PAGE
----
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Nepal government defers crucial polls


Kathmandu : The Nepalese people’s dream of writing their own constitution after a five-decade-long wait has been thwarted yet again. The multi-party government has decided to defer the much-awaited elections a third time in a bid to stave off a confrontation with Maoist guerrillas.

Only a single party in the ruling alliance, the Communist Party of Nepal-Unified Marxist Leninist (UML), struck a note of dissent as Prime Minister Girija Prasad Koirala and the warring Maoists agreed to freeze all election preparations and call a special session of parliament where they would make a last-ditch effort to reach an understanding.

After marathon negotiations for nearly a week that failed to break the deadlock between Koirala and the Maoists, the leading parties began yet another meeting Friday ahead of an official announcement to suspend the poll process.

A cabinet meeting that will endorse the proposal and formally ask the Election Commission to suspend the election programme will follow the meeting.

The decision will affect the much-awaited constituent assembly election scheduled Nov 22.

Having been postponed twice, the elections are likely to be put off until April-May as proposed by the Maoists.

The UML’s top leaders have condemned the decision, saying it would push Nepal to the brink of an endless crisis.

There is growing speculation that the failure would mean the end of Koirala’s leadership. The octogenarian prime minister had vowed to quit if he failed to hold the election in November.

The Koirala government will cut a sorry figure in the international arena. Nepal’s major donors, including India, the US and the European Union, had warned the government that it would lose legitimacy if it failed to hold the election on time.

The Maoists triggered the crisis. They began pressing for the immediate abolition of monarchy and adoption of a fully proportional representation system and also quit the government.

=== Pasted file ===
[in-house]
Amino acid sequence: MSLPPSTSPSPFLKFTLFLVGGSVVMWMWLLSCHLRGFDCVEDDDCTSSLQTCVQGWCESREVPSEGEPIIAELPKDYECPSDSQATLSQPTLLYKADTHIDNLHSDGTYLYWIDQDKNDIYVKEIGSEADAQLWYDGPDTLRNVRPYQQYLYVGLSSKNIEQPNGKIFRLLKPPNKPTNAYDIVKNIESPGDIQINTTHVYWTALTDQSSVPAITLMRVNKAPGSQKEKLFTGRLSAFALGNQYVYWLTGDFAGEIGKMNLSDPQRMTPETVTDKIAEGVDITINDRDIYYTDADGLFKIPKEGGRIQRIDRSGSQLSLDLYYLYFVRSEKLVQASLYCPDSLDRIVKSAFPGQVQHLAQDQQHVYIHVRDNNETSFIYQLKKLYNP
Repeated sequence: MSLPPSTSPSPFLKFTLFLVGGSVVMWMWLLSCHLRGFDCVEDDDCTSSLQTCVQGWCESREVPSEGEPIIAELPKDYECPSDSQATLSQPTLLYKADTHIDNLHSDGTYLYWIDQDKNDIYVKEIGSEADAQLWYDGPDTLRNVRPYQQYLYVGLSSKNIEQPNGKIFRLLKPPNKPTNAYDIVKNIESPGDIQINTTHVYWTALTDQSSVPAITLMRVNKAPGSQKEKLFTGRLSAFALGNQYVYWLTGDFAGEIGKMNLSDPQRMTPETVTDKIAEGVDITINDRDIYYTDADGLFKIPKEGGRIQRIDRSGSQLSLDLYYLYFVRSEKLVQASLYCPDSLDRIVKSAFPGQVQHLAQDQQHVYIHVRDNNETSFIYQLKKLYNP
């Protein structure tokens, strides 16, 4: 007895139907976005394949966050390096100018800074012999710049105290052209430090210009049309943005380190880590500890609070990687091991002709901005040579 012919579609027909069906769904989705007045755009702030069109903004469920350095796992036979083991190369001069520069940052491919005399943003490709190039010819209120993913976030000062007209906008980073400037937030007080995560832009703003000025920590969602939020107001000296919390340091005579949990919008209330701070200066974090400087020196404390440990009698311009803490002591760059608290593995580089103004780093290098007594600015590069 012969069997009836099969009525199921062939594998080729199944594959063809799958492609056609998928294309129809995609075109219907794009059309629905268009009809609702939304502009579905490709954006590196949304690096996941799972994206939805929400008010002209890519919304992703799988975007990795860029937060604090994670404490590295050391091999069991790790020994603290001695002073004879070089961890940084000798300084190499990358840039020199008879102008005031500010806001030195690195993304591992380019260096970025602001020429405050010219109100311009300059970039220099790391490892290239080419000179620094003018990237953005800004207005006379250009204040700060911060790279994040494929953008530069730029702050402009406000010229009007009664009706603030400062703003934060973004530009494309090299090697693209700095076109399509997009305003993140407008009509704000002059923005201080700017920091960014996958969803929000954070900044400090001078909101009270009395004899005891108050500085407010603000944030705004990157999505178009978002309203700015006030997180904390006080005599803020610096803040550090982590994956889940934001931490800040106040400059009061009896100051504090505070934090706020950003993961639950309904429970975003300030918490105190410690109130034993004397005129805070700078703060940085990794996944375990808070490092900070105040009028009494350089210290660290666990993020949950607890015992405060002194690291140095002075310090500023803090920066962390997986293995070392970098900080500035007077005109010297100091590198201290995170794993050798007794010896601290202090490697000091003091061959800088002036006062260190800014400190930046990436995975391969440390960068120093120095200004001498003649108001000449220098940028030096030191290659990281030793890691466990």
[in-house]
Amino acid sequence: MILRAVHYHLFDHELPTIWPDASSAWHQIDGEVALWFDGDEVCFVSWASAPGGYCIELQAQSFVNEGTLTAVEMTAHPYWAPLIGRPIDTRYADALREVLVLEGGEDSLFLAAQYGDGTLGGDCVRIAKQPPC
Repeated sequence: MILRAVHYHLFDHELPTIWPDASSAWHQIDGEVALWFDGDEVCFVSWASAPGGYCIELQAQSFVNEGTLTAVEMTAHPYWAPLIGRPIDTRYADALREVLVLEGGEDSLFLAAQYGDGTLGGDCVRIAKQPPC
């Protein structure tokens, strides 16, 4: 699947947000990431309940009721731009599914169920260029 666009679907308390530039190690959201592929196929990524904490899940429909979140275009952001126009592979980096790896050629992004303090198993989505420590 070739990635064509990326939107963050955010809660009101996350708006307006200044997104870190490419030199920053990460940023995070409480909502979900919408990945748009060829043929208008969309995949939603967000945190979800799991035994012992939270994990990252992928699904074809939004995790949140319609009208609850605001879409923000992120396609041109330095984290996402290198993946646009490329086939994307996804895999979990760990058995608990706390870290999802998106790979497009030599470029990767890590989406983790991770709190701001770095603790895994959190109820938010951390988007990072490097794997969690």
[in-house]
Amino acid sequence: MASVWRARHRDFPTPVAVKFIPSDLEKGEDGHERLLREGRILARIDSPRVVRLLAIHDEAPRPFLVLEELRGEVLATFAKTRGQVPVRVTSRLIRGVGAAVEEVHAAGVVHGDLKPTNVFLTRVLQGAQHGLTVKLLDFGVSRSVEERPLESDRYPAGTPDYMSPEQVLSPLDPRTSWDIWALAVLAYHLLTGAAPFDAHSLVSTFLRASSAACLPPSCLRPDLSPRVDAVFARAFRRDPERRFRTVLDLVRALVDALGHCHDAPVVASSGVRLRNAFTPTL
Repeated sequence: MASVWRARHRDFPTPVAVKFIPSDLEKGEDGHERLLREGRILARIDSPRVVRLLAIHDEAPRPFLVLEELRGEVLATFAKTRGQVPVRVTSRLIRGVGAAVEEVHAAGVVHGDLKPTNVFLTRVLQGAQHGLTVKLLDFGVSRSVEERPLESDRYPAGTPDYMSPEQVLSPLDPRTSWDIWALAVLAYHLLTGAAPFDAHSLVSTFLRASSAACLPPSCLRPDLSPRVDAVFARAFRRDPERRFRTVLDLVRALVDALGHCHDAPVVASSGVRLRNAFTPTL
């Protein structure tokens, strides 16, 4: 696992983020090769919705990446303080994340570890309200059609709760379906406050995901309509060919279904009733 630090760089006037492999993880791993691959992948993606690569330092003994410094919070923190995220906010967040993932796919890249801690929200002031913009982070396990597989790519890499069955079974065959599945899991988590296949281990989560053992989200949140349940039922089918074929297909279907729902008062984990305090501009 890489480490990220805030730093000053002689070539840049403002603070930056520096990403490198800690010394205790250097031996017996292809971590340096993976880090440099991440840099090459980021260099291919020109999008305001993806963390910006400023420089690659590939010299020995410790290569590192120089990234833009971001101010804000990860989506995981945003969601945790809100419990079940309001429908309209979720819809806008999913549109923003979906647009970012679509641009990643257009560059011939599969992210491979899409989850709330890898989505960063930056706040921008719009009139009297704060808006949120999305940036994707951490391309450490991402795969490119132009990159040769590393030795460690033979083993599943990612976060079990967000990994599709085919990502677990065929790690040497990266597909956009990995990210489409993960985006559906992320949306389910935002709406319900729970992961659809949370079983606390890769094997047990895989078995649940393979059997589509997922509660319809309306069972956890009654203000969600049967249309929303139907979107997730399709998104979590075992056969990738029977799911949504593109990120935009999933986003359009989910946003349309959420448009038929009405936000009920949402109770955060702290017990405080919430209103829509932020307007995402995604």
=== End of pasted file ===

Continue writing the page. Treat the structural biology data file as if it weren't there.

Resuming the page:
Koirala refused to heed either demand, creating a deadlock that put the election in doubt.

It caused the government to appeal to the Election Commission to extend the dates for filing nominations since the Maoists had threatened to prevent the exercise.

The commission’s five-day extension for filing the first set of nominations ended Friday.

The poll panel’s reaction is also being awaited. Chief Election Commissioner Bhoj Raj Pokhral had warned the government that it would not reshuffle the poll schedule a second time.

While the parties and the Maoists are bickering in the capital, eastern Nepal and parts of the Terai plains in the south remain paralysed.

An alliance of six ethnic communities has called an indefinite general strike since Wednesday in a bid to block the constituent assembly election.

The Sanghiya Ganatantrik Rastriya Morcha, which includes Maoist dissenters as well as the splinter of a powerful Terai organisation, called the protest to press its demand for the abolition of monarchy before the election, formation of autonomous states for different communities and a fully proportional electoral system.

The constituent assembly election seems to be under a curse in Nepal.

King Tribhuvan, who ruled in the 50s, pledged to hold the election but did not keep his promise. His successors staged coups to seize absolute power.